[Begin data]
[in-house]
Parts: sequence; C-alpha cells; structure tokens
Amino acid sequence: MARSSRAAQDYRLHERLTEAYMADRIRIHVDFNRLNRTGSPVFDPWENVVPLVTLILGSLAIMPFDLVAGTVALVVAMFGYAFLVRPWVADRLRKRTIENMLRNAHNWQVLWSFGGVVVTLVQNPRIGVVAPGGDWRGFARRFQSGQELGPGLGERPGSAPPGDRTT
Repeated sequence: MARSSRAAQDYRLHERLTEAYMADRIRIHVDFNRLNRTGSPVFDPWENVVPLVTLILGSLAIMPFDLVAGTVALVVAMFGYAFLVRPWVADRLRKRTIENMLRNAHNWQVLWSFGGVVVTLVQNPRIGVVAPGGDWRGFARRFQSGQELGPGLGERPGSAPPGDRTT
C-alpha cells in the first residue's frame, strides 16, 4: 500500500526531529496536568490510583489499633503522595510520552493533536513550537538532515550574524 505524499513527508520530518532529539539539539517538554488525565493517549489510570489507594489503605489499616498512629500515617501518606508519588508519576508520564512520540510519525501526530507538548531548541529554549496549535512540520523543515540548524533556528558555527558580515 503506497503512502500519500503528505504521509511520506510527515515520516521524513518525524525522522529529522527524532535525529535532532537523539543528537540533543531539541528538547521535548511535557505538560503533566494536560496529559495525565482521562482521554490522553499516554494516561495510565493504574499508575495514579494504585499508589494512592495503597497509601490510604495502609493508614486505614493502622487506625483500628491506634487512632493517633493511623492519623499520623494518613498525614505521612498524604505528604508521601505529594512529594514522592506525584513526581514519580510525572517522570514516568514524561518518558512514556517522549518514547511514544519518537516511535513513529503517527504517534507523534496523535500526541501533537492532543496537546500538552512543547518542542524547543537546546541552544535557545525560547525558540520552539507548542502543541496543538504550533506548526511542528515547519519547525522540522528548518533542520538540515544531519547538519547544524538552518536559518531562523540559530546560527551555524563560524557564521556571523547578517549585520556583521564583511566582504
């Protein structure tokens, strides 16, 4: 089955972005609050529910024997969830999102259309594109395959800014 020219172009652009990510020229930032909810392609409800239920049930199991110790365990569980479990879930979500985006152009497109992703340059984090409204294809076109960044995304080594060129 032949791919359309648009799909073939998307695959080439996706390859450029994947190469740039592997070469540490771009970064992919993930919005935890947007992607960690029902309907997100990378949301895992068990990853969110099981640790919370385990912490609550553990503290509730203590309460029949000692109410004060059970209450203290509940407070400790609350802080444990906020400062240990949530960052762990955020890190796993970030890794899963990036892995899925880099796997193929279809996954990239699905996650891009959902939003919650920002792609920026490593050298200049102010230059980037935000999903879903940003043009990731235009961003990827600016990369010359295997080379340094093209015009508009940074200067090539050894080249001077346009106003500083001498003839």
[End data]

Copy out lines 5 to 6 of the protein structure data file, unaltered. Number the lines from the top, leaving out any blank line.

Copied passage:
C-alpha cells in the first residue's frame, strides 16, 4: 500500500526531529496536568490510583489499633503522595510520552493533536513550537538532515550574524 505524499513527508520530518532529539539539539517538554488525565493517549489510570489507594489503605489499616498512629500515617501518606508519588508519576508520564512520540510519525501526530507538548531548541529554549496549535512540520523543515540548524533556528558555527558580515 503506497503512502500519500503528505504521509511520506510527515515520516521524513518525524525522522529529522527524532535525529535532532537523539543528537540533543531539541528538547521535548511535557505538560503533566494536560496529559495525565482521562482521554490522553499516554494516561495510565493504574499508575495514579494504585499508589494512592495503597497509601490510604495502609493508614486505614493502622487506625483500628491506634487512632493517633493511623492519623499520623494518613498525614505521612498524604505528604508521601505529594512529594514522592506525584513526581514519580510525572517522570514516568514524561518518558512514556517522549518514547511514544519518537516511535513513529503517527504517534507523534496523535500526541501533537492532543496537546500538552512543547518542542524547543537546546541552544535557545525560547525558540520552539507548542502543541496543538504550533506548526511542528515547519519547525522540522528548518533542520538540515544531519547538519547544524538552518536559518531562523540559530546560527551555524563560524557564521556571523547578517549585520556583521564583511566582504
């Protein structure tokens, strides 16, 4: 089955972005609050529910024997969830999102259309594109395959800014 020219172009652009990510020229930032909810392609409800239920049930199991110790365990569980479990879930979500985006152009497109992703340059984090409204294809076109960044995304080594060129 032949791919359309648009799909073939998307695959080439996706390859450029994947190469740039592997070469540490771009970064992919993930919005935890947007992607960690029902309907997100990378949301895992068990990853969110099981640790919370385990912490609550553990503290509730203590309460029949000692109410004060059970209450203290509940407070400790609350802080444990906020400062240990949530960052762990955020890190796993970030890794899963990036892995899925880099796997193929279809996954990239699905996650891009959902939003919650920002792609920026490593050298200049102010230059980037935000999903879903940003043009990731235009961003990827600016990369010359295997080379340094093209015009508009940074200067090539050894080249001077346009106003500083001498003839």